by Micah Hart
Almost two weeks between GWBBs in the NBA — Robert Horry was getting hungry. Fortunately Mike Dunleavy heeded Big Shot Bob’s call, tipping in Danny Granger‘s miss at the buzzer to give the Pacers a 94-93 win over the Hornets on Monday night.
We’ll see what Horry says about it in a sec, but I have to say right off the bat, I love this one. The ball hangs on the rim as if pausing to decide whose heart to break – it almost feels like the ball itself is self-aware, and is milking the attention for all it’s worth. Then it drops. Hornets deflated, Pacers elated.
What did the Horry scale think?
Once again, the Horry scale examines a shot in the categories of difficulty, game situation (was the team tied or behind at the time), importance (playoff game or garden-variety Clippers-Nets game), and celebration, and give it an overall grade on a scale of 1-5 Robert Horrys.
Difficulty: Well, they don’t get much easier than this. Dunleavy inbounds the ball to Granger with 3.9 seconds left, then immediately dives to the hole for the offensive rebound, and the Hornets are gracious enough to grant him a clear path. Chris Paul may be the best PG in the league, but Dunleavy is his responsibility on this play and his failure to box him out cost New Orleans the game. Dunleavy is right at the rim as the ball bounces out, and he gives it just enough of a nudge to clear the rim and fall through.
Game Situation: The Pacers trailed by a point to the visiting Hornets, who took the lead on the previous play on a David West jumper.
Importance: It’s only a quarter of the way through the season, but the Pacers look like they are going to be in a dogfight for one of the final few spots in the Eastern Conference playoff chase. Right now the Pacers sit in 7th, but you gotta think they want to try to get at least to 6th so as to avoid a first-round series with either Boston or Miami. Wins like this will end up making a difference.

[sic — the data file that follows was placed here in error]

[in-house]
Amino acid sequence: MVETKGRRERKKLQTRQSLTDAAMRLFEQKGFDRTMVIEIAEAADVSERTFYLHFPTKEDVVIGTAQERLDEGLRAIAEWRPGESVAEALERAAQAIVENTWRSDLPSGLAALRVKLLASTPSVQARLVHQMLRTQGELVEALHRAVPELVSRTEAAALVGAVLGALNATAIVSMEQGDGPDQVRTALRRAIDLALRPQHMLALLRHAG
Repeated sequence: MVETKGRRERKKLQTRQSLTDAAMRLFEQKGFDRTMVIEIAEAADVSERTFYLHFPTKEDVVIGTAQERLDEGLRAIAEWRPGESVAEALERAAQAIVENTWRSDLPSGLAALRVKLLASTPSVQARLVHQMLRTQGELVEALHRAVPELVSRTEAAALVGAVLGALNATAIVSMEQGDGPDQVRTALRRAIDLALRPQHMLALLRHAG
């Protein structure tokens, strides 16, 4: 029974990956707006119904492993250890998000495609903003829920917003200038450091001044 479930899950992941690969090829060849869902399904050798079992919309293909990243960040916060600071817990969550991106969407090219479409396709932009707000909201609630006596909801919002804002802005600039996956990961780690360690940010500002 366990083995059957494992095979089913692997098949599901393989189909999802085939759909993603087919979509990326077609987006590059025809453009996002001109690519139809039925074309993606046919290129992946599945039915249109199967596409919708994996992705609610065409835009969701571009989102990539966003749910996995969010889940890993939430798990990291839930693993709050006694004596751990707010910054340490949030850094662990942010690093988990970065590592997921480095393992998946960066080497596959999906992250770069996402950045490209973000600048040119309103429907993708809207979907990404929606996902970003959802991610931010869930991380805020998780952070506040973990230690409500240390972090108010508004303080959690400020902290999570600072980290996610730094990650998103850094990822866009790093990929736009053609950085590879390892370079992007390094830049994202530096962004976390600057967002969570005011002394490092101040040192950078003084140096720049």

Celebration: Outstanding. The whole team takes a victory lap around Conseco Fieldhouse before Granger tackles him to the ground in front of the Pacers’ bench.
4 Horrys. I realize, looking back over how it fared in the individual catergories, that Dunleavy’s shot should grade out much lower, but this one has a certain je ne sais quoi about it. Its sum on the Horry scale is greater than its parts. The basketball itself is really the star of the show, dismissing Dunleavy and Granger to minor roles while it takes center stage. First the ball takes a complete 360-spin on Granger’s initial shot, then hangs like Tiger at Augusta after Dunleavy tips it. What can I say? Sometimes art can’t be quantified and rated. This one was unique and memorable, and at the end of the day, that’s worth a little something extra.
What do you think?